as you drawed pic 2m its cearly visible array[8,8], and i would thread map as simple array. i wouldnt do 2 tiles on 1 x coordinate. i would make serie functions to convert rect coordinate to iso and backword, so all usual algorithms like path finding will be as usual for rect array.
about cells with negative coords: i would make bigger map, but would limit camera movement freedom, map(200,200), camera moves frealy in space (40...160,40..160)

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I require the whole map to be filled with tiles, so simply tilting a traditional square grid will not work, because many tills will have negative co-ordinates, and arrays do not have negative cells, shown below.
But your world representation does not have to be an array.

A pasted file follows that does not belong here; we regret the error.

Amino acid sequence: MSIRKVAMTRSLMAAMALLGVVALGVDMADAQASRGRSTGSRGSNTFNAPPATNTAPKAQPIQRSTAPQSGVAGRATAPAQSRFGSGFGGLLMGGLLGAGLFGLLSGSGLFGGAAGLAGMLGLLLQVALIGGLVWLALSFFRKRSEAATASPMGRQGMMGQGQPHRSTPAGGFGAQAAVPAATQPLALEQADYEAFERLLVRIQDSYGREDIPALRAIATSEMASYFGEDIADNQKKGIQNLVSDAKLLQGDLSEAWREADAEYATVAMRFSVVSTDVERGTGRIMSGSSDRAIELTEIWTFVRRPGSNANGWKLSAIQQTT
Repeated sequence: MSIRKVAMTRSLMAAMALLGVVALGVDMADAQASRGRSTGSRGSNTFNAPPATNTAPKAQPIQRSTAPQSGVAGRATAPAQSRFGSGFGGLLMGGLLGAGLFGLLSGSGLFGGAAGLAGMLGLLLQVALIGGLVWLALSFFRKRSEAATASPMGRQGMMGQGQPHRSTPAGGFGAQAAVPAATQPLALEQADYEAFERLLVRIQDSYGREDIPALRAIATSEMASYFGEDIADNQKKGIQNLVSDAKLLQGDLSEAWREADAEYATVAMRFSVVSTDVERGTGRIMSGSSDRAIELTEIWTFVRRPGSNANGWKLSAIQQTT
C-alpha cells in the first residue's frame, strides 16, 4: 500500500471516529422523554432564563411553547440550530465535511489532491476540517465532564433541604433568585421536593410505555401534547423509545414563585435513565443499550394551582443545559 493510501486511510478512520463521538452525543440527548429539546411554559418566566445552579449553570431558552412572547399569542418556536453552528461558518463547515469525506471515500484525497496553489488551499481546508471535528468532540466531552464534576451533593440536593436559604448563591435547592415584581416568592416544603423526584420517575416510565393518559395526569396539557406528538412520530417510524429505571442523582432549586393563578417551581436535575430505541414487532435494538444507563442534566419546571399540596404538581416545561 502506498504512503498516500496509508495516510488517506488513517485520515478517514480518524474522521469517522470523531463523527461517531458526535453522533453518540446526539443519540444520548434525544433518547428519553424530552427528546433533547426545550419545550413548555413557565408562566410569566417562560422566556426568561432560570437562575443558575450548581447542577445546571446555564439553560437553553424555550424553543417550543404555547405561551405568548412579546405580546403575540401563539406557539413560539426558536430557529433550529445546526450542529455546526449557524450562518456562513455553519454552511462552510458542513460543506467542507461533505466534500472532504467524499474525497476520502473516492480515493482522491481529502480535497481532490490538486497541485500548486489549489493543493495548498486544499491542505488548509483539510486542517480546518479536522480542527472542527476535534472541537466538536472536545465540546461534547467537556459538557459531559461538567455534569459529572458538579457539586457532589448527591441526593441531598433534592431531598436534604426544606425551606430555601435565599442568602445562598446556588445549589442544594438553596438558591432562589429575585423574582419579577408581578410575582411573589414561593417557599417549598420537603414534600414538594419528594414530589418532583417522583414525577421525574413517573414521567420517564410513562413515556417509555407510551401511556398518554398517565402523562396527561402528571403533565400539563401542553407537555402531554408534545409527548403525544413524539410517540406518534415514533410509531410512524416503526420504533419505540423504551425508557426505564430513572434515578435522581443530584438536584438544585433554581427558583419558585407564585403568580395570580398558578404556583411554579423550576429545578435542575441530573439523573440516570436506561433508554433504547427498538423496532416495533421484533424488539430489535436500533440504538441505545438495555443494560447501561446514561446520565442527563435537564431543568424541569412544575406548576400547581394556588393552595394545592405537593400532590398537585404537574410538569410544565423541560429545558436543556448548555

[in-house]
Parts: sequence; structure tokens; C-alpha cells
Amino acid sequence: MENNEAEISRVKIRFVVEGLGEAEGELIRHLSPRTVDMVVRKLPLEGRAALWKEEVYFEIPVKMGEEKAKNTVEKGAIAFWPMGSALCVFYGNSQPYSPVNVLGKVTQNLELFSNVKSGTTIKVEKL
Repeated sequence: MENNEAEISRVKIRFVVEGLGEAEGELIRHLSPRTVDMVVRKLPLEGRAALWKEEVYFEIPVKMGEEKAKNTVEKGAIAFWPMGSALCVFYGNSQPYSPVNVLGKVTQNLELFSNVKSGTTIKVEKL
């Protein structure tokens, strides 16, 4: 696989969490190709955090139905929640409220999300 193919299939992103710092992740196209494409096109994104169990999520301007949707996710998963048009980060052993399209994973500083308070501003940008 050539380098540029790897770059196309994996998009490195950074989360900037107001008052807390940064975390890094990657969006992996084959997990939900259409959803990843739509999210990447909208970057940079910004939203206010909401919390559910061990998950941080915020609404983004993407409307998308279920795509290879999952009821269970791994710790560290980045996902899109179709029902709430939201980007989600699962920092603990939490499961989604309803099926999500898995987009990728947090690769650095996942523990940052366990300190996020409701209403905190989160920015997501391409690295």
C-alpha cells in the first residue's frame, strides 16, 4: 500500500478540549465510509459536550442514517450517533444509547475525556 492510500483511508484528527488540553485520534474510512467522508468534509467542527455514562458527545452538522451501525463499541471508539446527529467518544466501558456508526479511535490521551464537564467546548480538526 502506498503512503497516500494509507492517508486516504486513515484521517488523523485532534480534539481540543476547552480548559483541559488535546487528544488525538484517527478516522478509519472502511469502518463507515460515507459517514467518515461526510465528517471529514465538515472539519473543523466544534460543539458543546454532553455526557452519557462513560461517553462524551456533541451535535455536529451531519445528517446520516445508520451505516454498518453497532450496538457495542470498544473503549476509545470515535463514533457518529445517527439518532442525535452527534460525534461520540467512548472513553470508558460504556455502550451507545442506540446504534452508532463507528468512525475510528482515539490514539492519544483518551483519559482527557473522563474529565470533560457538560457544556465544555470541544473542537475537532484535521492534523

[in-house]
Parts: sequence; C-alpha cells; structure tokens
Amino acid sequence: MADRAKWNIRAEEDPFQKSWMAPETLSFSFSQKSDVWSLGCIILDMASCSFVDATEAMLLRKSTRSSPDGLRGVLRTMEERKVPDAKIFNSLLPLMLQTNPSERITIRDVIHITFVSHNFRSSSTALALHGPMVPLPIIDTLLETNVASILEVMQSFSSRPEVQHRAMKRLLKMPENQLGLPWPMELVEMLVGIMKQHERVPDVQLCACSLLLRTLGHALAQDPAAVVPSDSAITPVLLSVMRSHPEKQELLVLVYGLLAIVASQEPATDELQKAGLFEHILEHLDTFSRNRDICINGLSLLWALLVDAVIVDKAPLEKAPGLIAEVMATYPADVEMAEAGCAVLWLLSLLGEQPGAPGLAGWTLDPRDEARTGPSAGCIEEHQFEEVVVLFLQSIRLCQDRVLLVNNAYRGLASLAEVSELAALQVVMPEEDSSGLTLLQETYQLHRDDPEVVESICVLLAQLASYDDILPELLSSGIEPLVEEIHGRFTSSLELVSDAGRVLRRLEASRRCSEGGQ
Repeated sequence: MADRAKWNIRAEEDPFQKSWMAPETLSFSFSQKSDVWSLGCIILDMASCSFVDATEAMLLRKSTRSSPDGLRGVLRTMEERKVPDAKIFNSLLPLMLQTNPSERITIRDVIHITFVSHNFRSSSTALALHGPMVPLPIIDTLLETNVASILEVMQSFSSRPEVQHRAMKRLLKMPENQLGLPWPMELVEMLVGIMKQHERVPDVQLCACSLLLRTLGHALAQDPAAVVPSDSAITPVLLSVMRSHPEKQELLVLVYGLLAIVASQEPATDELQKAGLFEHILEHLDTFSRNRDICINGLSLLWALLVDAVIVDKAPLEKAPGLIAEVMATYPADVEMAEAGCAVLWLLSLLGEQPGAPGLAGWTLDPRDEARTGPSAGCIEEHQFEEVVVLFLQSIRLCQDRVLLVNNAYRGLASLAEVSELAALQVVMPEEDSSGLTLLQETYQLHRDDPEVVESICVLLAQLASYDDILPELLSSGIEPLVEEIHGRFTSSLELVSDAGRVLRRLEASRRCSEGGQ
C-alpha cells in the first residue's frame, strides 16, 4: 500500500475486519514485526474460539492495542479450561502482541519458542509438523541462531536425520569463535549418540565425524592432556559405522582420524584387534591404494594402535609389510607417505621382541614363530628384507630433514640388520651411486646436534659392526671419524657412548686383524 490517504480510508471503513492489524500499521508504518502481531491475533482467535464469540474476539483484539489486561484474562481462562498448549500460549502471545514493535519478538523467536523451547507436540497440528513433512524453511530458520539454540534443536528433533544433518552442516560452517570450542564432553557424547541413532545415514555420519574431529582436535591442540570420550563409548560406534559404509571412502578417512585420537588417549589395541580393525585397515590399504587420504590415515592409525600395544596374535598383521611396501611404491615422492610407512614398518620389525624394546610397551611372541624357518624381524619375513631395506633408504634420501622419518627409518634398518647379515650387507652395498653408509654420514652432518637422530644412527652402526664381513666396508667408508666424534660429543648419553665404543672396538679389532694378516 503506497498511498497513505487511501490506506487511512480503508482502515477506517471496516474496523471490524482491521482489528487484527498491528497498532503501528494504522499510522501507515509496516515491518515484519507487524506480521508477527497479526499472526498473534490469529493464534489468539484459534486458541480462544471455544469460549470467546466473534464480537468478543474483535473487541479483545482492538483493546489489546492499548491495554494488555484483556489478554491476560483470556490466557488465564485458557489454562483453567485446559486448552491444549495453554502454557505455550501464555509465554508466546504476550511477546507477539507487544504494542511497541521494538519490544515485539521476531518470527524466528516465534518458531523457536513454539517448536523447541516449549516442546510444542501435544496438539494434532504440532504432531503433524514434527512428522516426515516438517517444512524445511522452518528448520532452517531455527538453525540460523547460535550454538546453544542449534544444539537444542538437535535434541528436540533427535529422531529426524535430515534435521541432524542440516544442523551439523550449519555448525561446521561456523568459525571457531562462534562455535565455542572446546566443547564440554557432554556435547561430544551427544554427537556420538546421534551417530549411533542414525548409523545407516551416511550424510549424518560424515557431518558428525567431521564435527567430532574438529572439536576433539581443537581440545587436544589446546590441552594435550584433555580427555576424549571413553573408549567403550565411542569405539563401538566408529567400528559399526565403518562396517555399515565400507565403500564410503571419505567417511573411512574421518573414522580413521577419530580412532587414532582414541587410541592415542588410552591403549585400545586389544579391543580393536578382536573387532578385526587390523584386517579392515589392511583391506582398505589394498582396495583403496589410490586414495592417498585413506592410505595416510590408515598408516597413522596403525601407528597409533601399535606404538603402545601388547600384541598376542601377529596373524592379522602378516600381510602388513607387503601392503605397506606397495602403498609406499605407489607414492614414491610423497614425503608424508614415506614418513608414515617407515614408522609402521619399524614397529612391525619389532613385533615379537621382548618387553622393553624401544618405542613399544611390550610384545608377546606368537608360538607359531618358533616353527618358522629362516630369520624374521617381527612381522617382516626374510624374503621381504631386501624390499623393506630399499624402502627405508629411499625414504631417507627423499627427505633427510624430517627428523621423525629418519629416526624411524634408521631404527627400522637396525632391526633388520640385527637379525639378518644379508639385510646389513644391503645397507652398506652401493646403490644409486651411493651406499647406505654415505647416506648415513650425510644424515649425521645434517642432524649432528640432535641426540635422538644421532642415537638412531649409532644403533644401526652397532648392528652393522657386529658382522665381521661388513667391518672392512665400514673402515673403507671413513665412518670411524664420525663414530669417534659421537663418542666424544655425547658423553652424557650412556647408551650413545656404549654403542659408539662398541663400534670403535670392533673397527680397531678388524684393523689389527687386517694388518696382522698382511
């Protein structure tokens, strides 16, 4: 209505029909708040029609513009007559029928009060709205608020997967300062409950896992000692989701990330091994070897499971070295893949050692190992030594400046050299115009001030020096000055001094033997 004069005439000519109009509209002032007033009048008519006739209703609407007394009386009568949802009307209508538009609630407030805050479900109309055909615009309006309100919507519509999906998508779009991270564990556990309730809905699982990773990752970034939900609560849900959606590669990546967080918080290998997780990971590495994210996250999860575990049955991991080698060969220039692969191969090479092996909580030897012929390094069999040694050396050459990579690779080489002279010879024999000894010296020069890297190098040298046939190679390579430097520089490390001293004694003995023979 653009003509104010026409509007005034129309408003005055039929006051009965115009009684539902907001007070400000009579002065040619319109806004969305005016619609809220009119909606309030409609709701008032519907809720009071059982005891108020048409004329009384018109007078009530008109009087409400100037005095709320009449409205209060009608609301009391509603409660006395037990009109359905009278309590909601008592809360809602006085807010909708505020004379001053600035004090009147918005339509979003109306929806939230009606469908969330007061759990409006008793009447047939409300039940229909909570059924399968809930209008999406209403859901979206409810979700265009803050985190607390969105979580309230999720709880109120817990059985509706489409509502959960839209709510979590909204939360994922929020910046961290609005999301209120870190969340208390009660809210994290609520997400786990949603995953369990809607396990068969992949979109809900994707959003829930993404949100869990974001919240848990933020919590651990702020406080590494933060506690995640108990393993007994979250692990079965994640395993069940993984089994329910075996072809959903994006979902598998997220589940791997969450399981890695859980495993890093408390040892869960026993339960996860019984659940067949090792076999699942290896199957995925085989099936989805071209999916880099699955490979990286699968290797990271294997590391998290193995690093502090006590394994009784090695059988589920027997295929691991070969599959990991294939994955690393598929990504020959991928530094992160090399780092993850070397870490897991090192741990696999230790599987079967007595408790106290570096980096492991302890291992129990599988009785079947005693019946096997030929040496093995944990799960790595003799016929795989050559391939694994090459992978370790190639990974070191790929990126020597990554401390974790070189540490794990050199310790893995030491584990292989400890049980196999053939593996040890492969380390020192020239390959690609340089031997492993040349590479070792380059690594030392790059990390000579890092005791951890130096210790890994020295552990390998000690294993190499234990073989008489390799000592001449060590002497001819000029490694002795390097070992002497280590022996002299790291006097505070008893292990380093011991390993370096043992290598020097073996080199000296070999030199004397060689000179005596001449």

So we have this grid where x goes down-left and y goes up-left. I take for granted this is equivalent to a regular grid minus some perspective.
[attachment=11347:Rot.png]
[attachment=11348:Shear.png]
For the purpose of this discussion, x goes right, y goes down.
Suppose we have a small set of rooms such as
(7,0)(7,2)(6,2)
Do we still have to save everything? Of course not! Just save as many cells as required to hold the populated cells! In this case, a 2x3 map would be sufficient.

Then write a function which maps world coordinate to array indices. This typically involves to subtract the minimum world coordinate used (which will end up being array index 0).

Additionally, you might want to mark a cell as "world origin" for the current plane, so if you have a positioning system, it reports (0,0) when in this cell instead of some value with no real information to the user. Edited by Krohm